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Hypercaloric diets with increased meal frequency, but not meal size, increase intrahepatic triglycerides: a randomized controlled trial.

Koopman KE, Caan MW, Nederveen AJ, Pels A, Ackermans MT, Fliers E, la Fleur SE, Serlie MJ - Hepatology (2014)

Bottom Line: We hypothesized that a high meal frequency, compared to consuming large meals, is detrimental in the accumulation of intrahepatic and abdominal fat.Increasing meal frequency significantly increased IHTG (HFHS mean relative increase of 45%; P = 0.016 and HS mean relative increase of 110%; P = 0.047), whereas increasing meal size did not (2-way analysis of variance [ANOVA] size versus frequency P = 0.03).Abdominal fat increased in the HFHS-frequency group (+63.3 ± 42.8 mL; P = 0.004) and tended to increase in the HS-frequency group (+46.5 ± 50.7 mL; P = 0.08).

View Article: PubMed Central - PubMed

Affiliation: Department of Endocrinology & Metabolism, Academic Medical Centre Amsterdam, Netherlands.

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Related in: MedlinePlus

(A) Ad libitum caloric intake and surplus caloric intake during the diet interventions. Data are presented as mean and SEM, average of the 6-week diet period. (a) ANOVA of total caloric intake: P = 0.11, F = 2.24. (B) Baseline BMI and BMI gain after the hypercaloric diets. Data are presented as mean and SEM group averages. (b) ANOVA BMI gain: P = 0.42, F = 0.97; (c) ANOVA BMI after the diet: P = 0.81, F = 0.32.
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fig02: (A) Ad libitum caloric intake and surplus caloric intake during the diet interventions. Data are presented as mean and SEM, average of the 6-week diet period. (a) ANOVA of total caloric intake: P = 0.11, F = 2.24. (B) Baseline BMI and BMI gain after the hypercaloric diets. Data are presented as mean and SEM group averages. (b) ANOVA BMI gain: P = 0.42, F = 0.97; (c) ANOVA BMI after the diet: P = 0.81, F = 0.32.

Mentions: Food intake and macronutrient composition during the hypercaloric interventions are presented in Table2 and Fig. 2A. In summary, ad libitum nutrient intake was similar between the four diet groups. There was no difference in carbohydrate and fat intake between both HS groups or between both HFHS groups. There were no side effects or adverse events reported by subjects on any of the four diets.


Hypercaloric diets with increased meal frequency, but not meal size, increase intrahepatic triglycerides: a randomized controlled trial.

Koopman KE, Caan MW, Nederveen AJ, Pels A, Ackermans MT, Fliers E, la Fleur SE, Serlie MJ - Hepatology (2014)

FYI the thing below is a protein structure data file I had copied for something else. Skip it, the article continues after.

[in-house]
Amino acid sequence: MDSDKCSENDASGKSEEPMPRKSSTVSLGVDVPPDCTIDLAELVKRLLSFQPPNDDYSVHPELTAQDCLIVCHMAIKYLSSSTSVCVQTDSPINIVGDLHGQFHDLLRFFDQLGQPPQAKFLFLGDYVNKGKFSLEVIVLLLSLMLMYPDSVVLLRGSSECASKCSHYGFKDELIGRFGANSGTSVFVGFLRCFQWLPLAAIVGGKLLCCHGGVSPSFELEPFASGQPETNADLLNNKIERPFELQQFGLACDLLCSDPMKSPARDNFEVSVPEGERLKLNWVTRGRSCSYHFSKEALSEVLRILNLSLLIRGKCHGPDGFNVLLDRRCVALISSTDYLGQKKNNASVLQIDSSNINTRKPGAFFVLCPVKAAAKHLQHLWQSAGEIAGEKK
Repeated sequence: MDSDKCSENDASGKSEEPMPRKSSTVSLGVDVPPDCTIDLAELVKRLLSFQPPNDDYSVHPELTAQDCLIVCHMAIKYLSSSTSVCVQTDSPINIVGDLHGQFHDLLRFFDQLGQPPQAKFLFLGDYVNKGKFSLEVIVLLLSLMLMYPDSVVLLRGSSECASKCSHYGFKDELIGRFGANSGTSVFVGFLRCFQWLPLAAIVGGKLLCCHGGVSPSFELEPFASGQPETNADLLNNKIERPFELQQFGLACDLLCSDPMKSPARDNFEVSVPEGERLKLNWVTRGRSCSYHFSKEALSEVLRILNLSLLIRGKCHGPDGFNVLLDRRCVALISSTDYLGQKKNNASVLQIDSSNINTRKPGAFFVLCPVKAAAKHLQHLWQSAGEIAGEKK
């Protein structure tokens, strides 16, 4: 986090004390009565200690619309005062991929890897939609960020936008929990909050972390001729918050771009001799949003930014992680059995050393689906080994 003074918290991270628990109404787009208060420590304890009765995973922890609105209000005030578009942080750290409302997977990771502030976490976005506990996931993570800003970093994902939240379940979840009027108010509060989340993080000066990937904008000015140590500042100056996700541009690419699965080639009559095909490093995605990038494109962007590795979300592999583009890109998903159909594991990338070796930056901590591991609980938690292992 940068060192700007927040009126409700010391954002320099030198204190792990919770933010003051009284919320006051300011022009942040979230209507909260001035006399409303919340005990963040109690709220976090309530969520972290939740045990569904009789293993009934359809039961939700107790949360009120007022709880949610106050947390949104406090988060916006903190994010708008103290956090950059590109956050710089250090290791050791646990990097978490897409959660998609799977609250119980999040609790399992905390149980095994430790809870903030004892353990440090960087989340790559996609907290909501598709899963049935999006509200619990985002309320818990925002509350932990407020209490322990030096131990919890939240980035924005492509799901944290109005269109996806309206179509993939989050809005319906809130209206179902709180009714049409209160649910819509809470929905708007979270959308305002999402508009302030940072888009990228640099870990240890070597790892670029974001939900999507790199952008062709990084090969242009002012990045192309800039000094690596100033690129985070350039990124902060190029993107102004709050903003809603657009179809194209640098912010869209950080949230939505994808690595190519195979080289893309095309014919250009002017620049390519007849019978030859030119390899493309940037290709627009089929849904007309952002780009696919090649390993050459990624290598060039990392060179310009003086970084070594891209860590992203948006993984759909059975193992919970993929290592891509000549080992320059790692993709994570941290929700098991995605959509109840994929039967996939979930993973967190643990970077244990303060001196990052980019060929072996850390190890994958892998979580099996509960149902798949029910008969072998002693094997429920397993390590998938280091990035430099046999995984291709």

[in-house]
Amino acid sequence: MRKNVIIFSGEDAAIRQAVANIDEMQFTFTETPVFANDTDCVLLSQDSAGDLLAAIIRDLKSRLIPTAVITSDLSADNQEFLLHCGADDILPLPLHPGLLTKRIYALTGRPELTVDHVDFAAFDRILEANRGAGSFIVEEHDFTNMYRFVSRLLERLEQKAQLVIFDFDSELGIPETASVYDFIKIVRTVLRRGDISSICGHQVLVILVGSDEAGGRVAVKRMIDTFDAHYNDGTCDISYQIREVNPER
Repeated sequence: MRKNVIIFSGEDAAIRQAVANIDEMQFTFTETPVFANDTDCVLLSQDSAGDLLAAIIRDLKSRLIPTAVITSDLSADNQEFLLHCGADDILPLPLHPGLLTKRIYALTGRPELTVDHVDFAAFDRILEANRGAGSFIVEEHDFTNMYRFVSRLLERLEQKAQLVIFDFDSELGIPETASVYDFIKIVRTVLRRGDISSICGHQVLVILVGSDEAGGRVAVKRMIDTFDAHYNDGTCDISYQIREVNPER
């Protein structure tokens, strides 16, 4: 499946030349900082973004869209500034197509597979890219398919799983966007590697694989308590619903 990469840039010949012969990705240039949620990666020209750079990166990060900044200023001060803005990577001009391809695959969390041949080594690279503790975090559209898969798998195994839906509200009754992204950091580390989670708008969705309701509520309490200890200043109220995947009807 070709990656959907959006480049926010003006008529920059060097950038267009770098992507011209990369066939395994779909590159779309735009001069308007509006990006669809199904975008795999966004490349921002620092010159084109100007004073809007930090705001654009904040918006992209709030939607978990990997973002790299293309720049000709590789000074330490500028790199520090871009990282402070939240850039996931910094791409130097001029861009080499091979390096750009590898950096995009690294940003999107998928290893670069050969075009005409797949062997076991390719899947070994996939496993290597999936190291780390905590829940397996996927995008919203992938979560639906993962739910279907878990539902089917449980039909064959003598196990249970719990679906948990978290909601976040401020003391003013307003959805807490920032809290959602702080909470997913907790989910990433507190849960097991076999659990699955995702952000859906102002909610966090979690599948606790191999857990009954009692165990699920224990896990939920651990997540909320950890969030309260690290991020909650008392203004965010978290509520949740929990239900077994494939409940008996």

(A) Ad libitum caloric intake and surplus caloric intake during the diet interventions. Data are presented as mean and SEM, average of the 6-week diet period. (a) ANOVA of total caloric intake: P = 0.11, F = 2.24. (B) Baseline BMI and BMI gain after the hypercaloric diets. Data are presented as mean and SEM group averages. (b) ANOVA BMI gain: P = 0.42, F = 0.97; (c) ANOVA BMI after the diet: P = 0.81, F = 0.32.
© Copyright Policy - open-access
Related In: Results  -  Collection

License
Show All Figures
getmorefigures.php?uid=PMC4265261&req=5

fig02: (A) Ad libitum caloric intake and surplus caloric intake during the diet interventions. Data are presented as mean and SEM, average of the 6-week diet period. (a) ANOVA of total caloric intake: P = 0.11, F = 2.24. (B) Baseline BMI and BMI gain after the hypercaloric diets. Data are presented as mean and SEM group averages. (b) ANOVA BMI gain: P = 0.42, F = 0.97; (c) ANOVA BMI after the diet: P = 0.81, F = 0.32.
Mentions: Food intake and macronutrient composition during the hypercaloric interventions are presented in Table2 and Fig. 2A. In summary, ad libitum nutrient intake was similar between the four diet groups. There was no difference in carbohydrate and fat intake between both HS groups or between both HFHS groups. There were no side effects or adverse events reported by subjects on any of the four diets.

Bottom Line: We hypothesized that a high meal frequency, compared to consuming large meals, is detrimental in the accumulation of intrahepatic and abdominal fat.Increasing meal frequency significantly increased IHTG (HFHS mean relative increase of 45%; P = 0.016 and HS mean relative increase of 110%; P = 0.047), whereas increasing meal size did not (2-way analysis of variance [ANOVA] size versus frequency P = 0.03).Abdominal fat increased in the HFHS-frequency group (+63.3 ± 42.8 mL; P = 0.004) and tended to increase in the HS-frequency group (+46.5 ± 50.7 mL; P = 0.08).

View Article: PubMed Central - PubMed

Affiliation: Department of Endocrinology & Metabolism, Academic Medical Centre Amsterdam, Netherlands.

Show MeSH
Related in: MedlinePlus